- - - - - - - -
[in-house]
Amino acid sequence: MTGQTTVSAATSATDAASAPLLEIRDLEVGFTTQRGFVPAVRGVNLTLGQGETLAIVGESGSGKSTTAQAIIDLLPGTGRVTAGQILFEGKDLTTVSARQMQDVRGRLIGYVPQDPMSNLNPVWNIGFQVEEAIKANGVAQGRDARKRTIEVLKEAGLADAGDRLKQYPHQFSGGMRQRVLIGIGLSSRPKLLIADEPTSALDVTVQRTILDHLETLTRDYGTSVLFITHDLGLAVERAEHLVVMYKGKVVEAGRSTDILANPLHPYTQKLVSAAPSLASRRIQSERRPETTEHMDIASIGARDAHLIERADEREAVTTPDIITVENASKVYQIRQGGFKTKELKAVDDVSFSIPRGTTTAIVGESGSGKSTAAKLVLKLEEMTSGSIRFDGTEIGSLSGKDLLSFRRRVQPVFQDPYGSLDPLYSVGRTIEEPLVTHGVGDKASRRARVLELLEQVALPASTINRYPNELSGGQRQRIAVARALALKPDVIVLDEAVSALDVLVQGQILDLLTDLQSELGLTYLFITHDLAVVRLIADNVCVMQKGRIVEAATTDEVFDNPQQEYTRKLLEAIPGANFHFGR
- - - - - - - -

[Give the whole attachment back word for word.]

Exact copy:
[in-house]
Amino acid sequence: MTGQTTVSAATSATDAASAPLLEIRDLEVGFTTQRGFVPAVRGVNLTLGQGETLAIVGESGSGKSTTAQAIIDLLPGTGRVTAGQILFEGKDLTTVSARQMQDVRGRLIGYVPQDPMSNLNPVWNIGFQVEEAIKANGVAQGRDARKRTIEVLKEAGLADAGDRLKQYPHQFSGGMRQRVLIGIGLSSRPKLLIADEPTSALDVTVQRTILDHLETLTRDYGTSVLFITHDLGLAVERAEHLVVMYKGKVVEAGRSTDILANPLHPYTQKLVSAAPSLASRRIQSERRPETTEHMDIASIGARDAHLIERADEREAVTTPDIITVENASKVYQIRQGGFKTKELKAVDDVSFSIPRGTTTAIVGESGSGKSTAAKLVLKLEEMTSGSIRFDGTEIGSLSGKDLLSFRRRVQPVFQDPYGSLDPLYSVGRTIEEPLVTHGVGDKASRRARVLELLEQVALPASTINRYPNELSGGQRQRIAVARALALKPDVIVLDEAVSALDVLVQGQILDLLTDLQSELGLTYLFITHDLAVVRLIADNVCVMQKGRIVEAATTDEVFDNPQQEYTRKLLEAIPGANFHFGR